The Archbishop of Armagh and Primate of All Ireland, The Most Revd Dr Richard Clarke, delivered his Presidential Synod Address at the 2016 Armagh Diocesan Synod in the Alexander Synod Hall, Church House, Armagh on Tuesday 18th October 2016. He spoke on the themes of applying the ”˜five marks of mission’ identified by the Anglican Communion: to proclaim the Good News of the Kingdom; to teach, baptise and nurture new believers; to respond to human need by loving service; to transform unjust structures of society, to challenge violence of every kind and pursue peace and reconciliation; and to strive to safeguard the integrity of creation, and sustain and renew the life of the earth. Archbishop Clarke said: ”˜Every part of the worldwide Church has to work through them, work out the implications for their own setting, and then put them into practice,’ and continued: ”˜Proclaiming the Good News of the Kingdom does not mean handing people a package, it means encouraging them to join with us on a journey ”¦ We are asking people to become, not “people like us”, but to become what we all strive to be, children of the Kingdom of God.’

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Posted in * Anglican - Episcopal, Anglican Provinces, Church of Ireland

Archbishops of Armagh and Canterbury welcome Belfast parades agreement

From here:

In response to the news that an agreement has been reached in North Belfast in relation to contested parades, the Archbishop of Canterbury, Justin Welby, joined with the Archbishop of Armagh, Dr Richard Clarke, to express their support for this significant initiative:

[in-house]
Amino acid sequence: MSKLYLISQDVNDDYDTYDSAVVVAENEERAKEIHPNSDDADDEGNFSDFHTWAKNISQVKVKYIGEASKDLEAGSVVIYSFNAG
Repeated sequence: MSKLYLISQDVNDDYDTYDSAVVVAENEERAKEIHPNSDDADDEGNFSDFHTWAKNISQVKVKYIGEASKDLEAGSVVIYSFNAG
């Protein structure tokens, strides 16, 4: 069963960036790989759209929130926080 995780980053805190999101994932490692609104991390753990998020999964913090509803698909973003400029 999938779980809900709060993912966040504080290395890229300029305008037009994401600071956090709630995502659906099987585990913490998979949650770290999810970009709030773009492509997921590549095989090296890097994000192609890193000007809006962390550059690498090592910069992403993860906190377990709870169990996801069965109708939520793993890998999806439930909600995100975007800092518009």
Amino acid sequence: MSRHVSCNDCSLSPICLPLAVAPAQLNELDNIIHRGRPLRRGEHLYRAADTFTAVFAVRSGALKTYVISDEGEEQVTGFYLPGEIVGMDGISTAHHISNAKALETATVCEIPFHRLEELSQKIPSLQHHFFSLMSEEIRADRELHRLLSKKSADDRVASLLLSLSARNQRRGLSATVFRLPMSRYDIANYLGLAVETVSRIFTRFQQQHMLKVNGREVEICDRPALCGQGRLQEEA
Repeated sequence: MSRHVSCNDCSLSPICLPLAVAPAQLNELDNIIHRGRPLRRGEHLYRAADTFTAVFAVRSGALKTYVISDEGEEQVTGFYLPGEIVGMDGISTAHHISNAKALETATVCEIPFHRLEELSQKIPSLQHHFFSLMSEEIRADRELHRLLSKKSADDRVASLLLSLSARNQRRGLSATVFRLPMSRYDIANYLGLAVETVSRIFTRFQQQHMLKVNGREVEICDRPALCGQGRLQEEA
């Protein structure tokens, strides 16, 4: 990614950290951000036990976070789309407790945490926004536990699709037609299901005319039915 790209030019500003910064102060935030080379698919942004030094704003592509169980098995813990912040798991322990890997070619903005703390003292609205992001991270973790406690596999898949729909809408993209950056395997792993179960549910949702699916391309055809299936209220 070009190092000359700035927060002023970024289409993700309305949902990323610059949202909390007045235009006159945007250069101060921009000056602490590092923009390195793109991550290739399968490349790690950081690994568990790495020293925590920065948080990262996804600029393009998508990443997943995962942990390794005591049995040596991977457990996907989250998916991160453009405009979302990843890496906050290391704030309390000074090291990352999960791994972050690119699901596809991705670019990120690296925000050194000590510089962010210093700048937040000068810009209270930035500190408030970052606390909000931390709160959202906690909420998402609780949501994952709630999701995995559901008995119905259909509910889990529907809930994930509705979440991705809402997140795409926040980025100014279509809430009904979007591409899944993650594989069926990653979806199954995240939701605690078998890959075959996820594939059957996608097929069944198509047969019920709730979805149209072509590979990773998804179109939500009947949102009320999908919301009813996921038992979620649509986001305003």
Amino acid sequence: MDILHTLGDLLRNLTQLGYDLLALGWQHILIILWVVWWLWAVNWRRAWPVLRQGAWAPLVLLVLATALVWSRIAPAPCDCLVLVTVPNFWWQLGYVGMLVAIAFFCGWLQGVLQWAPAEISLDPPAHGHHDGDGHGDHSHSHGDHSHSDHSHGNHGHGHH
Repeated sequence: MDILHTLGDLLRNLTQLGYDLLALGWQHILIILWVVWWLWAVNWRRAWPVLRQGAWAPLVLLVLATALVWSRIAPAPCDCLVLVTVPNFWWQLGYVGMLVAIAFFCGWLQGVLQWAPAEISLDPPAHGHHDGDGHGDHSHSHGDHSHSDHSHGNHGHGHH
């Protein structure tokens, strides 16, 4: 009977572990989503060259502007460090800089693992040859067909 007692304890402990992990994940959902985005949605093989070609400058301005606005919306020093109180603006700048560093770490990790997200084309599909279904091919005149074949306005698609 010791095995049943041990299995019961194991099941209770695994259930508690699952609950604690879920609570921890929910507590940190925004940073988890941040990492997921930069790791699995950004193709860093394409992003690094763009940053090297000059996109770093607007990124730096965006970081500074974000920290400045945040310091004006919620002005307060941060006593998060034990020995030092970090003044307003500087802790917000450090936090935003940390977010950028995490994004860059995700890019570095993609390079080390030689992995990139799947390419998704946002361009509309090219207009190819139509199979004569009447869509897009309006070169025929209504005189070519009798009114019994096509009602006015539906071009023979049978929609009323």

“We have been aware that various people and groups have been working hard to reach an agreement which would bring to an end the parading stand-off in North Belfast, a part of the city which has borne economic hardship and carries a heavy legacy from the Troubles. The news of this agreement is to be warmly welcomed and we commend all who have taken risks and found a way to serve the common good in the journey towards a peaceful and reconciled future. Our prayers and continued support are with those who now carry responsibility for making it work.”

Posted in * Anglican - Episcopal, * Culture-Watch, * International News & Commentary, --Justin Welby, Anglican Provinces, Anthropology, Archbishop of Canterbury, Church of England (CoE), Church of Ireland, England / UK, Ethics / Moral Theology, History, Ireland, Religion & Culture, Theology, Urban/City Life and Issues, Violence

(BBC) Belfast's St Anne's Cathedral: Catholic priest installed for first time

Catholic priest Fr Edward O’Donnell has been installed as an ecumenical canon at St Anne’s Cathedral in Belfast.
He is one of three ecumenical canons appointed at the cathedral.
In his role at St Anne’s he can preach, lead prayers and read scripture. He can also assist at the cathedral’s traditional Black Santa Christmas collection for charity.